She wanted to own a book so badly and she had thought the copying would do it. But the pencilled sheets did not seem like nor smell like the library book so she had given it up, consoling herself with the vow that when she grew up, she would work hard, save money and buy every single book that she liked.
I hadn't had a book in my hands for four months, and the mere idea of a book where I could see words printed one after another, lines, pages, leaves, a book in which I could pursue new, different, fresh thoughts to divert me, could take them into my brain, had something both intoxicating and stupefying about it.
You go into the book store, there's the cut-out of Dr. Phil, and then the dreaded women's health section where every book, instead of the menopause book with the fanged Medusa head on the cover that might be more pertinent, you always see a flower and a poppy and a daisy and a stethoscope.
Sandra Tsing Loh
You know, not every good book needs to be a movie, or a television series, or a video game. There's great work in those mediums, of course, but sometimes a book should remain a book. I still believe nothing tells a story with the richness and complexity of a good novel. When people say they think a book would make a good movie, they say this sometimes because, if it worked, they already saw all the images in the movie theatre that is in their brains. And sometimes that is the way it should stay.
Carlos Ruiz Zafon
You have made some notes, read some writing books, and done some research. Mostly what you've done is talk about writing a book. An idea for a book is not a book; it is a waste of time. There is no singular thing that makes someone a writer, but there is one thing that makes someone a joke-talking about writing a book without doing any work.
I had written a book of short stories which was published under the title of "Uncle Tom's Children". When the review of that book began to appear, I realized that I had made an awful naive mistake. I found that I had written a book which even bankers' daughters could read and weep over and feel good about. I swore to myself that if I ever wrote another book, no one would weep over it; that it would be so hard and deep that they would have to face it without the consolation of tears.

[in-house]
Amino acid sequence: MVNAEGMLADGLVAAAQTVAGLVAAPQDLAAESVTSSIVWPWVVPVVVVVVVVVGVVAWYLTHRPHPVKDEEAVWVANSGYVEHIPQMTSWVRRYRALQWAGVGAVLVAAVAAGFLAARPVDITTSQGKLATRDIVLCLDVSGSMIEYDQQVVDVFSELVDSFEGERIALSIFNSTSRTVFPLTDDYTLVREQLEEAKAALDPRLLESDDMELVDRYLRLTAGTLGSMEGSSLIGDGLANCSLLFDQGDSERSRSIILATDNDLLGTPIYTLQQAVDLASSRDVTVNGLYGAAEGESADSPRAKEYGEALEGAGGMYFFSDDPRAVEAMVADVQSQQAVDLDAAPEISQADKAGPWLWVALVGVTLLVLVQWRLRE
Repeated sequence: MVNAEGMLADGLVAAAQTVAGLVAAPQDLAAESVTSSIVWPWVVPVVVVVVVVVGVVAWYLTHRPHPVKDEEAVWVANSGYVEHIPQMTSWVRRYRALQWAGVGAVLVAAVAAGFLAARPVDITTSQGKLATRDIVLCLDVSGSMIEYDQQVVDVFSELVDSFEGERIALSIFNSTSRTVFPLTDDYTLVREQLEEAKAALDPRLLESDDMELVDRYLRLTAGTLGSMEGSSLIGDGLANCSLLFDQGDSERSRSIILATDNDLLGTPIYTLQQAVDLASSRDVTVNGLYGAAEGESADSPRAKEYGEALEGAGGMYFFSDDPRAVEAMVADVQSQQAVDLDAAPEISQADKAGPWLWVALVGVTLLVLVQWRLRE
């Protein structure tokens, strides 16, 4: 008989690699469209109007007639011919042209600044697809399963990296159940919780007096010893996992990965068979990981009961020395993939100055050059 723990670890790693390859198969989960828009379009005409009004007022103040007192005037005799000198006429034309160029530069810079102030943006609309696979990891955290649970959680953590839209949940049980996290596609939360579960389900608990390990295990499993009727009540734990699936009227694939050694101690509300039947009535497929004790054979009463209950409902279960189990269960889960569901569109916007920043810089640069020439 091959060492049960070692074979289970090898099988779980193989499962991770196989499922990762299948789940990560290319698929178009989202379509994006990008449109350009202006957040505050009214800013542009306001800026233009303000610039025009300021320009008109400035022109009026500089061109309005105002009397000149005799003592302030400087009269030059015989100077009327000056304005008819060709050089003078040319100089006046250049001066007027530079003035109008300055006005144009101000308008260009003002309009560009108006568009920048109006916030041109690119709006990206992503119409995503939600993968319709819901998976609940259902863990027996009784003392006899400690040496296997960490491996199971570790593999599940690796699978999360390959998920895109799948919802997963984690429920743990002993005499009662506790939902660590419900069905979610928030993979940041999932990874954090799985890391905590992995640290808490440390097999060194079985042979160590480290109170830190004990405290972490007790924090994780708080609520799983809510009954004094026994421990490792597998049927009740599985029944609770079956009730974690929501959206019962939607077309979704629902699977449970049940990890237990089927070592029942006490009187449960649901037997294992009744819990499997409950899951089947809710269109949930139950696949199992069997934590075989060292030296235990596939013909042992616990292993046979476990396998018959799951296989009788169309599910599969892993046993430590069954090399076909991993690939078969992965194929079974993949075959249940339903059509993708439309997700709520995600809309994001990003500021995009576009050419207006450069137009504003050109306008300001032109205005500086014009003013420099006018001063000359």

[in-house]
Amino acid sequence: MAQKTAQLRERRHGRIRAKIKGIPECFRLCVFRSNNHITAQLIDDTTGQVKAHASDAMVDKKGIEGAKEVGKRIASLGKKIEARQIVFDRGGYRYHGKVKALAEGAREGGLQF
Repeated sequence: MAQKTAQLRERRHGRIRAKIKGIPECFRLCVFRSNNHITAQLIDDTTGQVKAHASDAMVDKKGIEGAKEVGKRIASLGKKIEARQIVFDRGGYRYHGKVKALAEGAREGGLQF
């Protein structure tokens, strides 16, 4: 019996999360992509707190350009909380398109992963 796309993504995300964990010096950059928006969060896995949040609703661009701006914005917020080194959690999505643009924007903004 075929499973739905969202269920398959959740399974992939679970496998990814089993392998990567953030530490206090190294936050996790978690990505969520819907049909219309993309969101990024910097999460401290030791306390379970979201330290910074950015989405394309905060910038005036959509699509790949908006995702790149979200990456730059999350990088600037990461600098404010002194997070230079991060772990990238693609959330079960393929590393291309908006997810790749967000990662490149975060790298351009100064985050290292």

People share books they love. They want to spread to friends and family the goodness that they felt when reading the book or the ideas they found in the pages. In sharing a loved book, a reader is trying to share the same excitement, pleasure, chills, and thrills of reading that they themselves experienced. Why else share? Sharing a love of books and of one particular book is a good thing. But it is also a tricky maneuver, for both sides. The giver of the book is not exactly ripping open her soul for a free look, but when she hands over the book with the comment that it is one of her favorites, such an admission is very close to the baring of the soul. We are what we love to read, and when we admit to loving a book, we admit that the book represents some aspect of ourselves truly, whether it is that we are suckers for romance or pining for adventure or secretly fascinated by crime.
If a writer manages to be fascinating about his own novels, then there are only two possibilities: either he is merely voicing out loud what he wrote in his book, and he is a parrot; or he is explaining interesting things that he didn't discuss in his book, in which case the book in question is a failure since it does not live up to its claims.
The technology of the book is much more flexible than film, more user friendly. The reader can dip into the book at will, without electricity, and is always aware of where she is in the book, halfway through, a third of the way, mere pages from the end, her fingers helping to measure the excitement of coming to the conclusion.
I doubt if I shall ever have time to read the book again -- there are too many new ones coming out all the time which I want to read. Yet an old book has something for me which no new book can ever have -- for at every reading the memories and atmosphere of other readings come back and I am reading old years as well as an old book.
Lucy Maud Montgomery
You know, what I've always done is take a look through a book, look at the paper stock, the printing, the publisher, the actual content, and, taking everything into account, I price it... And now I can't. The fact that I can check this book... - the fact that I can check this book on the Internet means that I have to check this book on the Internet.